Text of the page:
Important Info About Legg-Calve-Perthes Disease

When seeing an orthopedic knee doctor, Green Bay residents might go through a variety of procedures as part of the diagnostic or treatment process. Joint fluid aspiration can be used to diagnose conditions or treat certain issues that can affect your knees. Learning more about the procedure can help to put you at ease since you will have a better idea about what to expect when you have the procedure.



Why is This Procedure Performed?

It is important to understand why this is being done. It is often done in a diagnostic sense when your doctor needs to evaluate a sample of your joint fluid for abnormalities. For example, if your doctor suspects that you have septic arthritis, this can be done to look for bacteria in your joint fluid. In some instances, this procedure is done as part of a treatment plan. For example, if you have too much fluid accumulating on your knee joint, this can make it hard to walk and it might cause intense pain. Removing some of the excess fluid can alleviate pain and make it easier to move around.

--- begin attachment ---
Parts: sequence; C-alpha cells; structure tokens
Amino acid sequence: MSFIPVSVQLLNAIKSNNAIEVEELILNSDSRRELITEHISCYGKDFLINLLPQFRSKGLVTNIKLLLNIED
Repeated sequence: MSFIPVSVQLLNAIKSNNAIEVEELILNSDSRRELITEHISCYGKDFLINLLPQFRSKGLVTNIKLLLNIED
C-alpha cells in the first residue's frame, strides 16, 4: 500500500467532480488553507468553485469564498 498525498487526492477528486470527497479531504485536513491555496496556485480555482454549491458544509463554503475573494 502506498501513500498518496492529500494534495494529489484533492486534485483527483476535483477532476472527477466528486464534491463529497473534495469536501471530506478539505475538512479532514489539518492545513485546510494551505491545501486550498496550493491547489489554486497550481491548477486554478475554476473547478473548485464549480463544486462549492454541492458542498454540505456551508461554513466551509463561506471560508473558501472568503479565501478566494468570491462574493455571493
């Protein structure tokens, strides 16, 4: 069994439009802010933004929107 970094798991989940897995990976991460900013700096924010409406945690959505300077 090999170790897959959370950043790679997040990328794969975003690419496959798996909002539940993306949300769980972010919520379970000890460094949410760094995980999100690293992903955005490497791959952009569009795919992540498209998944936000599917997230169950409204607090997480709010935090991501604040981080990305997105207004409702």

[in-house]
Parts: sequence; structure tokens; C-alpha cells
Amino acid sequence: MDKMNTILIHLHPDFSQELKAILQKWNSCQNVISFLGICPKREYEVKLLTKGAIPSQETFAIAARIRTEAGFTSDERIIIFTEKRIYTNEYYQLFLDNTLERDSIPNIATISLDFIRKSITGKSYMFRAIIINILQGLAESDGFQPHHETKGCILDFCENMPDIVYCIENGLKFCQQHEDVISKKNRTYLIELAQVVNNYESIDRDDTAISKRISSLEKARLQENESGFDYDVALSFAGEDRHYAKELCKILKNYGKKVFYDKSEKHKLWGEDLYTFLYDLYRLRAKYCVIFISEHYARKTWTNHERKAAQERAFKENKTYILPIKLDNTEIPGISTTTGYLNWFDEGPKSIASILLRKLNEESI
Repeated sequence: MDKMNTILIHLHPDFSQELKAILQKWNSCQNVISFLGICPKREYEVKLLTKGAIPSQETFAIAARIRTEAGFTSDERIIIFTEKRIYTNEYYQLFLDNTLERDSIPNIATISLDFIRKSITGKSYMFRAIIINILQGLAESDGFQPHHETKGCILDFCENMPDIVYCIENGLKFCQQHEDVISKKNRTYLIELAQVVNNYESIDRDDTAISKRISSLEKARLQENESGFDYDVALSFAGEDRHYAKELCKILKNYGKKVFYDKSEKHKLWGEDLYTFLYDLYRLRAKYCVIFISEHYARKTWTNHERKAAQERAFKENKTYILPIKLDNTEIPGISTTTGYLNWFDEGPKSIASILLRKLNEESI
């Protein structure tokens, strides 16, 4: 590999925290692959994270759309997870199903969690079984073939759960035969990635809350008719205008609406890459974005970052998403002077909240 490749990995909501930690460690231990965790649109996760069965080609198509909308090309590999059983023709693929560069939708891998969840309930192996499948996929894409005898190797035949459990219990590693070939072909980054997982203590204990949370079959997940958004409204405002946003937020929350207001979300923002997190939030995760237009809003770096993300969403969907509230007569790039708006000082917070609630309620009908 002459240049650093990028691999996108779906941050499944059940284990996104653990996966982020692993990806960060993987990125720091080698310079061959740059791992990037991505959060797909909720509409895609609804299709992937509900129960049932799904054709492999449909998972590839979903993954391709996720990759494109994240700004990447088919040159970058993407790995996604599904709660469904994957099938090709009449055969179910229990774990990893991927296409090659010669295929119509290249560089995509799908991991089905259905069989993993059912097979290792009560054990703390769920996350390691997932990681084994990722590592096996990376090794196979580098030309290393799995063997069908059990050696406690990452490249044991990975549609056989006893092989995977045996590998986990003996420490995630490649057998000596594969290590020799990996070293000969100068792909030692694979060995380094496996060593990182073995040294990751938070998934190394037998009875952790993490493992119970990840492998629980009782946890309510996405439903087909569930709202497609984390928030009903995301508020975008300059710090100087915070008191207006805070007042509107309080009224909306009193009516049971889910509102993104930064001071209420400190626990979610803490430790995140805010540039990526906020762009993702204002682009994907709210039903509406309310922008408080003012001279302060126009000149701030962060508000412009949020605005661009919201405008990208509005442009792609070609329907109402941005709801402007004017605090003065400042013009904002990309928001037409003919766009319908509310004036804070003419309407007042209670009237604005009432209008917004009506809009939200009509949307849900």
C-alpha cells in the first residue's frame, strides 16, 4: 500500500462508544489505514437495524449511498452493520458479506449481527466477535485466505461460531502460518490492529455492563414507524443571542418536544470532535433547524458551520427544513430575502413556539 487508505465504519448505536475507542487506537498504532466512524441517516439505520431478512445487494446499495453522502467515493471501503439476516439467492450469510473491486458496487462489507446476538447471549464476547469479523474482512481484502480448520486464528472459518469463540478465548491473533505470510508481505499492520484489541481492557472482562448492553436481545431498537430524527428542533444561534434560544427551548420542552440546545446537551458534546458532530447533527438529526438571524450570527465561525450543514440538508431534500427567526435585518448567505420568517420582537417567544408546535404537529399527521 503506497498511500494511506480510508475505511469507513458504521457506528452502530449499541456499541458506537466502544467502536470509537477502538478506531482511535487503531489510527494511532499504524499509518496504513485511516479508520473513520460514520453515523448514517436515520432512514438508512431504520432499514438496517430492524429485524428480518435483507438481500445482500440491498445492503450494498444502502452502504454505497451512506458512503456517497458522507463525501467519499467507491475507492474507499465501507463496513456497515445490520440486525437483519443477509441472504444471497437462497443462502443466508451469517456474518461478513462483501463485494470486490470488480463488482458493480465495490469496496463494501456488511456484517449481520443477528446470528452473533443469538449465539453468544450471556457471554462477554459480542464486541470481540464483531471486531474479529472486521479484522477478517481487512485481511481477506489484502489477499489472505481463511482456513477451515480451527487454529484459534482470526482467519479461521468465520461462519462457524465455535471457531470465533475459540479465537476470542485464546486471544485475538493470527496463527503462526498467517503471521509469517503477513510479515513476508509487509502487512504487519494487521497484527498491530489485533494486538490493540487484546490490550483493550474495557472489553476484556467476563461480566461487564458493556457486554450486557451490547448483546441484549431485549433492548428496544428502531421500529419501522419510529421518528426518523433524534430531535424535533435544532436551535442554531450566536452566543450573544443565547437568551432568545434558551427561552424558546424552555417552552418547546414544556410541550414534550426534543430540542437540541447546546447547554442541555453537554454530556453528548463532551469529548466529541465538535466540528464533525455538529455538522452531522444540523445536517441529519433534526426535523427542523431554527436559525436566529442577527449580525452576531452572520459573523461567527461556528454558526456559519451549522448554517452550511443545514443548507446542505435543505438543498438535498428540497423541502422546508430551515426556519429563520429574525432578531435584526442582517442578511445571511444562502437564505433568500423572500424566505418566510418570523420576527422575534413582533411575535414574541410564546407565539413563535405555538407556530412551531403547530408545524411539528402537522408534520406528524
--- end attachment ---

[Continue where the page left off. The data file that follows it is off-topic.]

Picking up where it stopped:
Getting Prepared

Your doctor will let you know if there is anything specific you need to do to make sure that you are prepared for this procedure. For example, you might need to alter your blood thinning medications if you take any to reduce the risk of bleeding during and after the aspiration. Once you get into the room, your doctor will clean and numb the joint that is being used for the fluid removal.

The Procedure

Once you are numb, all your doctor needs to do is carefully insert a needle into your joint and pull out some of the fluid. To ensure the proper More Bonuses placement of the needle, your doctor might use X-ray guidance so that he or she can see what they are doing. After they get all of the fluid they need, the web needle is removed and the aspiration site will be covered with a bandage. On average, this process only takes five to ten minutes.

What Happens After the Procedure

You can go home after this procedure and there is no required hospital stay. Your doctor will let you know what the next step will be, depending on why you have the procedure done. This is a relatively safe procedure and it is uncommon for any complications or negative effects to occur.

You can see that a joint fluid aspiration is not as scary as it sounds. Your orthopedic knee doctor in Green Bay can answer all of your questions and help you to determine if this procedure is right for you.

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